China's historic accession to the World Trade Organization (WTO) in November 2001 not only represents an important milestone in the country’s transition to a market economy and integration into the global economy, but is also among the most important events in the history of the WTO and the multilateral trading system. China and Global Trade Governance: China's First Decade in the World Trade Organization provides us with some fresh empirical data to assess the country’s behaviour in the liberal international economic regime. Such an assessment is both timely and necessary as it can help us better understand China’s role in the evolving structure of global economic governance, in addition to shedding light on the broader debate about the implications of the rise of China for the international system.
Through a thorough examination of China’s WTO compliance record and its experience in multilateral trade negotiations, this book seeks to better understand the sources of constraints on China’s behaviour in the multilateral trade institution as well as the country’s influence on the efficacy of the World Trade Organization. In doing so, this project speaks directly to the following questions raised by China’s unprecedented ascent in the international system: Is China a rule maker, rule follower, or rule breaker in international regimes? Is Beijing a responsible stakeholder capable of making positive contributions to global trade governance in the long-term?
Table of Contents
1. Introduction Ka Zeng and Wei Liang 2. China in the World Trade Organization (WTO): A Chinese Perspective Rui Pan Part 1: China and the Established Structures of the WTO 3. China, Foreign Investors, and TRIMS: Bulking up, but Not Fully Compliant Jean-Marc F. Blanchard 4. China’s WTO Compliance in Banking Services: Looking at the Big Picture Marcia Don Harpaz 5. "Creative Compliance?" China’s Compliance with the WTO – A Case Study of Telecommunications Services Yuka Kobayashi 6. The First Decade of TRIPS in China Peter K. Yu 7. The Impact of WTO Entry on China’s Agricultural Trade Policies of Tariff Reduction and New Subsidies Hai Lin and Haisen Zhang Part 2: China and the Evolving Structures of the WTO 8. China’s Position and Role in the Doha Round Negotiations Xinquan Tu 9. China and the Doha Round Non-agricultural Market Access (NAMA) Negotiations Xiaodong Wang and Ka Zeng 10. China, Developing Countries, and the Doha Round Agricultural Negotiations Wei Liang 11. Sense and Sensibilities of China and WTO Dispute Settlement Marcia Don Harpaz 12. The Political Economy of Developing Country Antidumping Actions against China Ka Zeng 13. Conclusion Ka Zeng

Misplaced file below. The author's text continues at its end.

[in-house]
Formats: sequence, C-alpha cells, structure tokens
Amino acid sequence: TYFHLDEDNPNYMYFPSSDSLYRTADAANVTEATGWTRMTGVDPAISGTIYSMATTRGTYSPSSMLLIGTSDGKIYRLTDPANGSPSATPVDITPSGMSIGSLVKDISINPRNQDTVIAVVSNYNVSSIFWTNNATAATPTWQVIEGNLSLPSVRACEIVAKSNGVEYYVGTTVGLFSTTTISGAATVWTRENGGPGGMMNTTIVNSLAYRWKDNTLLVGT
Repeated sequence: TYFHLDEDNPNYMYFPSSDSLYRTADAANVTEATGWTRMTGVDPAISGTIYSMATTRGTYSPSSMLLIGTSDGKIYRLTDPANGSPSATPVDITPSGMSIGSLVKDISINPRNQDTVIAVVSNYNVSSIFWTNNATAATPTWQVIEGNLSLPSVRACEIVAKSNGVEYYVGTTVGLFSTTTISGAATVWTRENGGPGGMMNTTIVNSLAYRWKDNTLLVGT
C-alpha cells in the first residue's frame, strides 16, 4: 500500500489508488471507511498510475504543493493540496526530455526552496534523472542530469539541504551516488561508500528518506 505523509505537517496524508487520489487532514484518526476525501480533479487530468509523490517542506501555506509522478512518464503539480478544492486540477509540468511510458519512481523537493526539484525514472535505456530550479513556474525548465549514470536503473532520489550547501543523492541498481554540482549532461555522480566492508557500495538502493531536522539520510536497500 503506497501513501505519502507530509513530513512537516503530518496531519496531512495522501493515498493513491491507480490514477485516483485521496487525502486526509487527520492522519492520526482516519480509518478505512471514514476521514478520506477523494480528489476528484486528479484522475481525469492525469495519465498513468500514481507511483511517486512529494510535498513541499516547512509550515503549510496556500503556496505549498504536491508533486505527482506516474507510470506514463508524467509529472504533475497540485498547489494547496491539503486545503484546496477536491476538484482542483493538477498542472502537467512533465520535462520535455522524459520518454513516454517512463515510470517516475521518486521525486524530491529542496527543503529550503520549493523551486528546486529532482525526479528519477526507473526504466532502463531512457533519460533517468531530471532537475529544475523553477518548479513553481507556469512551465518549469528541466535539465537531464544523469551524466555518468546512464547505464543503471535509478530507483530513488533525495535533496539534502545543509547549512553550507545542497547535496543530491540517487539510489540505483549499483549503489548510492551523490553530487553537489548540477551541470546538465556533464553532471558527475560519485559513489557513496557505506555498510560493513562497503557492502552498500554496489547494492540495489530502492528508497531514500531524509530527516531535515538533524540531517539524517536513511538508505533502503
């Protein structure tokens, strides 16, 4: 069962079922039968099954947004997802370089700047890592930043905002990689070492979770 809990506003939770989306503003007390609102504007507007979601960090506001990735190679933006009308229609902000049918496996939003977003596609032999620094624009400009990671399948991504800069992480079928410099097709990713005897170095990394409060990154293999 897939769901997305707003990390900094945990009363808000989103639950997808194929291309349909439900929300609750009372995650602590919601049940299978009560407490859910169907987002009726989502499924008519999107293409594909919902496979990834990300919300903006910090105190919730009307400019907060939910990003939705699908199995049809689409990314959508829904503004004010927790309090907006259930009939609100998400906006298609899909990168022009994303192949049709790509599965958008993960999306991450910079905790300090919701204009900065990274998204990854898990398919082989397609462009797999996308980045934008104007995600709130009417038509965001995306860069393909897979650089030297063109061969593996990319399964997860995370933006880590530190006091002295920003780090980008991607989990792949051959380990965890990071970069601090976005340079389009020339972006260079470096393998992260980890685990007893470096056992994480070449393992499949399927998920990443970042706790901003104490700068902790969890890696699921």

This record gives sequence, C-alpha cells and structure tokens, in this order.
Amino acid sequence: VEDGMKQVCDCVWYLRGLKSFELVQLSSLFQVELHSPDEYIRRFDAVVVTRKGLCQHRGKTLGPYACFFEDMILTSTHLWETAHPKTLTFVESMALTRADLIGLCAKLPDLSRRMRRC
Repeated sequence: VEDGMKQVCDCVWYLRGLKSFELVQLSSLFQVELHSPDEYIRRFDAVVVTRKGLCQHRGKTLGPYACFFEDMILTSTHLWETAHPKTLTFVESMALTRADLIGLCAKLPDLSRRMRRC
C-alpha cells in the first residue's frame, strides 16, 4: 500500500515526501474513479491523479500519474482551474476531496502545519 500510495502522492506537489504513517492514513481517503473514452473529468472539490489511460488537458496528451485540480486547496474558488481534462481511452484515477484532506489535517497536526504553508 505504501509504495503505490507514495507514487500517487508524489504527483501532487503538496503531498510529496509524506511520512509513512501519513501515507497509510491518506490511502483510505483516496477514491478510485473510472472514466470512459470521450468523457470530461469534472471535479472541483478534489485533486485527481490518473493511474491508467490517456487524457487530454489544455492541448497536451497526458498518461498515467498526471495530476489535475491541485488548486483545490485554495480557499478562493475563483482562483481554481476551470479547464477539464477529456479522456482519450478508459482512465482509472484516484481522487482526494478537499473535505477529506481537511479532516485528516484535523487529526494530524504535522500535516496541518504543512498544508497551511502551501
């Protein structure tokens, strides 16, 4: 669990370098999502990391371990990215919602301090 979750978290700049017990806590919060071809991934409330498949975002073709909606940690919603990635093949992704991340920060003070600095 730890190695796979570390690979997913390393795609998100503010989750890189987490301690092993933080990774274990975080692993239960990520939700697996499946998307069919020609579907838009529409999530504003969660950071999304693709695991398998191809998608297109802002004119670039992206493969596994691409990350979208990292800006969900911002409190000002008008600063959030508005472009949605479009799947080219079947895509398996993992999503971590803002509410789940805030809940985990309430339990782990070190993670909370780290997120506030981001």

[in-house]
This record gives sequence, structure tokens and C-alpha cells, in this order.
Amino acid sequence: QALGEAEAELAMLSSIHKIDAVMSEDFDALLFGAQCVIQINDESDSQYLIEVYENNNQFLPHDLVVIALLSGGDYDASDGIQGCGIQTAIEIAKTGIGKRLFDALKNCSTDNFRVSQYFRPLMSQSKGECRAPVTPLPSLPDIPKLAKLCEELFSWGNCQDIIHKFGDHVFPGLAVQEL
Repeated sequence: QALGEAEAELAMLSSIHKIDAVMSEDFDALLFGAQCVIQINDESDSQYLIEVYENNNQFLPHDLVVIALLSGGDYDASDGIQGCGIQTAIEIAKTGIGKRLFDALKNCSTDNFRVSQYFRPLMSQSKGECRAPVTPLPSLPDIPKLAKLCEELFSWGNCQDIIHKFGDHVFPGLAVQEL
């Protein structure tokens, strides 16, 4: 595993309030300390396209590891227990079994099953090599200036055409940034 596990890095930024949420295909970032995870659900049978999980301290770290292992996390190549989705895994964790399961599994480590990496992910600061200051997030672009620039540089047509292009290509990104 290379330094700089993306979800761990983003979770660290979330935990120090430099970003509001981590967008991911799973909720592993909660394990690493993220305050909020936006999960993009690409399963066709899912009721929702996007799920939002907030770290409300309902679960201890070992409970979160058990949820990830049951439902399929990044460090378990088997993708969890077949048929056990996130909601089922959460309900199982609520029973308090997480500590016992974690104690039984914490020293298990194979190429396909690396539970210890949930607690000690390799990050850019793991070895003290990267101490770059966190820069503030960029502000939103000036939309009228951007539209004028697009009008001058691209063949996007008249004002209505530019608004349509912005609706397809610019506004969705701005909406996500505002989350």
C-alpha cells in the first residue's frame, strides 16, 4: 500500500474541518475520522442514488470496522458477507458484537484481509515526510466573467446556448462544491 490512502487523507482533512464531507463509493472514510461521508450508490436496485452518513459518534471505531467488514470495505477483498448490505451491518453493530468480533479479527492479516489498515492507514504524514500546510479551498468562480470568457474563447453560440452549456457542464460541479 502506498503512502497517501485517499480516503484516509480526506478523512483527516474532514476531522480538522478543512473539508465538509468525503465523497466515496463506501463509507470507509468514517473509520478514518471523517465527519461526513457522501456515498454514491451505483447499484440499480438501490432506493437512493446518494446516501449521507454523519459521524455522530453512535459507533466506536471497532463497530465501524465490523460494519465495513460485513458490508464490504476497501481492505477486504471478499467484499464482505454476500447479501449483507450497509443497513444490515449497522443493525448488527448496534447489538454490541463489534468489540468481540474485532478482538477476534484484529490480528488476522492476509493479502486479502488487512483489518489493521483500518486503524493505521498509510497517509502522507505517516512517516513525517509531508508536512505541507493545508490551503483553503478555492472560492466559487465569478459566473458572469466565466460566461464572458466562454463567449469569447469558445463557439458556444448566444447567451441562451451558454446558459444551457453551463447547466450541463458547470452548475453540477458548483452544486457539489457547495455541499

Ka Zeng is Professor of Political Science and Director of Asian Studies at the University of Arkansas, USA.
Wei Liang is Associate Professor in the School of International Policy Management at the Monterey Institute of International Studies, USA.